May democracy prevail in the days to come
Daily Mirror Editorial
Jan 2, 2011

Year 2012 dawned amidst loud and sparkling fireworks, bringing with it many aspirations and expectations like a New Year usually does. There is commonness in the wishes that are exchanged back and forth; there is a hope for happiness and good health. There is also a wish for prosperity- an aspiration that needs to be achieved not only individually but also as a nation.

A New Year is time one makes resolutions to do things right and learn from the past mistakes. Looking back at the departing 2011, as a country, there may be a lot of positives we can take on in the New Year, yet there are many issues that were left unattended; many predicaments that were not remedied and many questions that have been left unanswered.

Going into the third year in the post war Sri Lanka, the government’s priorities should be shifted to sustainable development that directly benefits its people and give them the opportunity to taste the freedoms ensured in the Constitution. The policy-makers, before implementing mega-million development projects that hardly help the general public, need to take stock from the failed poverty alleviation strategies and shift their focus on methods that are more feasible. In fact, the rulers should realize that they ought to treat people with dignity and use public money wisely, for, at the end of the day, it is with them the country’s sovereignty lies. However, if the government’s development goals for 2012 is as genuine as it sounds, the loopholes where people resort to bribery and corruption should be barricaded; be it by a high head in the government or a principal in a rural school, actions of such nature should be publicly condemned and the errant persons should be brought to book.

The state also has the responsibility to provide maximum protection to the ordinary citizenry who cannot afford to travel with an entourage of security personnel as the privileged minority seems to be doing. With the spiraling crime rate, the unarmed ordinary man seems to be more at a risk than those that go in bullet-proof vehicles. Therefore, it is imperative that, instead of wasting public money on useless projects, a mechanism be implemented to recognize and rehabilitate the security personnel who seem to be suffering from post-war frustrations; a fact that has directly contributed to the high number of crimes in the recent past.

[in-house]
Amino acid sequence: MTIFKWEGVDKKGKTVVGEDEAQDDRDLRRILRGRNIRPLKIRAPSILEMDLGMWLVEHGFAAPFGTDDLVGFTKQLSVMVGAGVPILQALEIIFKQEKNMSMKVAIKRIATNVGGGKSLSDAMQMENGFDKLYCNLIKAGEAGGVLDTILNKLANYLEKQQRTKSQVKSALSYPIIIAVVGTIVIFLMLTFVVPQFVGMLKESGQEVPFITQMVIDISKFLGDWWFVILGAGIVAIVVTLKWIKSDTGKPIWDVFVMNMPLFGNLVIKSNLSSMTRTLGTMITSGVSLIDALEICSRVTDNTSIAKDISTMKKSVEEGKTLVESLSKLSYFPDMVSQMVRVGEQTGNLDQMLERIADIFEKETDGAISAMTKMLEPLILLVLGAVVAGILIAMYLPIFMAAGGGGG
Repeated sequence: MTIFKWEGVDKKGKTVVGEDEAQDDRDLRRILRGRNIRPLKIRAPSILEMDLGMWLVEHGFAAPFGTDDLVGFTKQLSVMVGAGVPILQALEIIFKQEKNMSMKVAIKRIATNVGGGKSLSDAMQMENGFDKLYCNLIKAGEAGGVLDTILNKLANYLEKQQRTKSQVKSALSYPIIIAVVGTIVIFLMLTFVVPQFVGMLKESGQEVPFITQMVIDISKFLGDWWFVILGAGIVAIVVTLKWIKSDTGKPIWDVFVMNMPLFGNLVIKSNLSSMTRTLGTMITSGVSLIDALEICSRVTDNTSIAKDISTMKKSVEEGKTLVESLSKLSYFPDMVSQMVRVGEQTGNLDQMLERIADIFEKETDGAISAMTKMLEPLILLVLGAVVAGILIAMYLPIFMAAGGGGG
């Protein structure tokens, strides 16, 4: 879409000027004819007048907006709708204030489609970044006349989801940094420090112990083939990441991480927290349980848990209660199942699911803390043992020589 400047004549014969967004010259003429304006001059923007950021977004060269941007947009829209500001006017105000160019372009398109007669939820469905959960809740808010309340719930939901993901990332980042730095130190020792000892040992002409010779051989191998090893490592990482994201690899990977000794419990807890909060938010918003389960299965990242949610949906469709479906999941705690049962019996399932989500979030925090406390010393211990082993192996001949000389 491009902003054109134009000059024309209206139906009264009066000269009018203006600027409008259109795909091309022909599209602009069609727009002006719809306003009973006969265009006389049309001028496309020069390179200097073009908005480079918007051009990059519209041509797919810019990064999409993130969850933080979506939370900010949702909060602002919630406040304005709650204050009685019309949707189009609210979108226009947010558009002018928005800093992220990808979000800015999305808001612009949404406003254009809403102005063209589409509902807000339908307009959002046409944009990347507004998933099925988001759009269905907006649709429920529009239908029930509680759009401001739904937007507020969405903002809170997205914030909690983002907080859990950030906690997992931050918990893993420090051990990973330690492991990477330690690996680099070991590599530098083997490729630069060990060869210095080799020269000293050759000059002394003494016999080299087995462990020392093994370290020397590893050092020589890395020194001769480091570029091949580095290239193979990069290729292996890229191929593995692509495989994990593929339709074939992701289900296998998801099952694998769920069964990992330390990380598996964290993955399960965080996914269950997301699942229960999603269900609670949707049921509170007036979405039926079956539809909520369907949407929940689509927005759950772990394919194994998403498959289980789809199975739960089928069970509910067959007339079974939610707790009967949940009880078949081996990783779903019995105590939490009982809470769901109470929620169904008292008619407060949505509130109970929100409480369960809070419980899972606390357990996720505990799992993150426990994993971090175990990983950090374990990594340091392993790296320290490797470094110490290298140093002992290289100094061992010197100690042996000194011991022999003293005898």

While state responsibility is thus been called to do its duty, there are also many obligations that lie in the hands of the people. It should be people’s call to demand justice when injustice prevails and safeguard democracy. It ought to be they who should stand against the dangers that pose the natural eco-systems Sri Lanka has been boasting about. One cannot always depend on the government to look into children’s and elders’ welfare that had long been a part of the country’s tradition.

Peace came at the expense of many lives who belonged to all communities. Hence, without waiting for the political solution that is yet beyond the horizon, it should be people who unite and stand as one, without leaving any space for extremists to fan the flames. After all, one should remember that war against terrorism was to live in peace.

We wish our readers a year devoid of natural disasters, wrong exam results and drastic price hikes in consumer goods!

Source: Daily Mirror - Sri Lanka